BY SAM AMICO
At least the Philadelphia 76ers have a plan. But is it a plan that’s good for their fans and the NBA in general?
“Anybody can say they’re going to be good in five years,” one NBA coach told me. “How about winning some games?”
Sixers GM Sam Hinkie isn’t opposed to winning. He just seems OK with not winning, too.
Hinkie clearly believes you win later, and win bigger later, by losing now. It’s a theory that places success on things such as lottery picks, trade exceptions, and young players who may or may not be confused by management’s acceptance of failure.
“It’s tough enough to build a winning culture when you’re trying to win,” the opposing coach said. “So imagine what it’s like to build a winning culture when you’re OK with losing all the time.”
There was a time, and not long ago, when the Sixers were considered among the NBA’s traditional powers, right up there with the Celtics and Lakers.
“When I was a kid, they were the only three teams on television,” the coach said. “I basically thought the NBA consisted of three teams, and there were times the Sixers looked like the biggest and baddest.”
Back in the league’s golden era of the 1980s, the Sixers boasted names such as Julius Erving, Andrew Toney, Charles Barkley and Moses Malone. After some so-so years in the 1990s, they returned to the Finals behind Allen Iverson, coach Larry Brown, and a bunch of basketball scrap metal in 2001.
So it was only more recently that the Sixers became a laughingstock.
It was only recently they seemed to lose much of their fan base with promises of a process that, so far, has done nothing but gone kaput.
Since Hinkie took the reigns as GM in 2013, the Sixers have been nauseating. They lose, they look awful, they play the lottery, they compile draft picks, they make coach Brett Brown’s hair turn gray.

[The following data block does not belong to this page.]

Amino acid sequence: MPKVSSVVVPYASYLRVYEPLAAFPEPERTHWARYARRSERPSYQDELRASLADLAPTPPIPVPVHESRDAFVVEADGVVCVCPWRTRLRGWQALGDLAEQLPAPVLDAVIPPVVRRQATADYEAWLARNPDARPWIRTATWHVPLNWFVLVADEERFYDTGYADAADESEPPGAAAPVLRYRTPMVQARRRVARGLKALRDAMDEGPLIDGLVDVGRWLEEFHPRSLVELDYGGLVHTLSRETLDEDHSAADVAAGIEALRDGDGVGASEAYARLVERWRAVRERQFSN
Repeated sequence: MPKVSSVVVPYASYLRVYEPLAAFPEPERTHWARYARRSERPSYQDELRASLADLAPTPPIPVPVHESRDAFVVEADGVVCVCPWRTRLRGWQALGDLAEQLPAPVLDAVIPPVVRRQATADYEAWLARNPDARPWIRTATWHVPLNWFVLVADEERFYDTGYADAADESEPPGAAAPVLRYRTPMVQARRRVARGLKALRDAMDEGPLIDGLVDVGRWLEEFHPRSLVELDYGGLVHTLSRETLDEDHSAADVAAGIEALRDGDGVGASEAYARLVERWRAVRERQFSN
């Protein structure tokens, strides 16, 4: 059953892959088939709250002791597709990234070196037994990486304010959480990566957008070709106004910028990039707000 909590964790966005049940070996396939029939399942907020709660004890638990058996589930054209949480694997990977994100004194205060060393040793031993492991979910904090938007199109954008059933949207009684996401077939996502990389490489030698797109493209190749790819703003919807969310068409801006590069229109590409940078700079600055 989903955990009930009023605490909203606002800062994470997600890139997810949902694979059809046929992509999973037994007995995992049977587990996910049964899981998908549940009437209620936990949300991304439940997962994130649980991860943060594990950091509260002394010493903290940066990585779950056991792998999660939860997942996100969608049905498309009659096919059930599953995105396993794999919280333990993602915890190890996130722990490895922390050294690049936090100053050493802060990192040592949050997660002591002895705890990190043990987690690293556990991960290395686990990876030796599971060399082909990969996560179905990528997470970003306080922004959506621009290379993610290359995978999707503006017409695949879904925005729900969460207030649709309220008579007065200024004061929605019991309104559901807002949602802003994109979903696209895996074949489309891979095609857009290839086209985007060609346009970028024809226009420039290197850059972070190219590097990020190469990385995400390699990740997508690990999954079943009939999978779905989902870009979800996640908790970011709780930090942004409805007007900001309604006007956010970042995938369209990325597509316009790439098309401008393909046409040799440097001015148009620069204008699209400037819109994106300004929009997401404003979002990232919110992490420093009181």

The idea is for the Sixers to eventually land the next LeBron James or Tim Duncan in the draft. The more likely scenario seems to be them turning into the Eastern Conference version of the Timberwolves or Kings — two teams that can’t win for losing. Or in the case of the Sixers, it’s more like can’t lose for winning.
Now, the Sixers have some nice starting points in second-year center/power forward Nerlens Noel, and perhaps rookie center/power forward Jahlil Okafor.
Noel is already among the league’s premier rim-protectors, and Okafor, the No. 3 overall draft pick, has displayed a penchant for playing with his back to the basket.
Who will actually throw these guys the ball on the block is anyone’s guess — unless the names of guards Pierre Jackson, Nik Stauskas, Isaiah Canaan or Scottie Wilbekin excite you.
You could also say the Sixers’ third-best player might be forward Carl Landry, and he’s a journeyman who may not even be around when training camp starts.
As for the other notable returnees? Well, second-year center Joel Embiid is out again with a foot injury. Early signs point to him becoming The Next Greg Oden.
That leaves the Sixers with the likes of Robert Covington, Jerami Grant, Hollis Thompson and perhaps Henry Sims, an unrestricted free agent center who may be brought back after the latest news on Embiid.
All are nice young players, but we’re not talking Dr. J, Mo Cheeks and Barkley here. Far from it. Far from anything that resembles even average basketball, in fact.
“What really is the plan?” the opposing coach asked. “Maybe it’s to keep just convincing ownership to hang on a little longer while the process plays out. But that’s not really a plan. That’s an excuse.”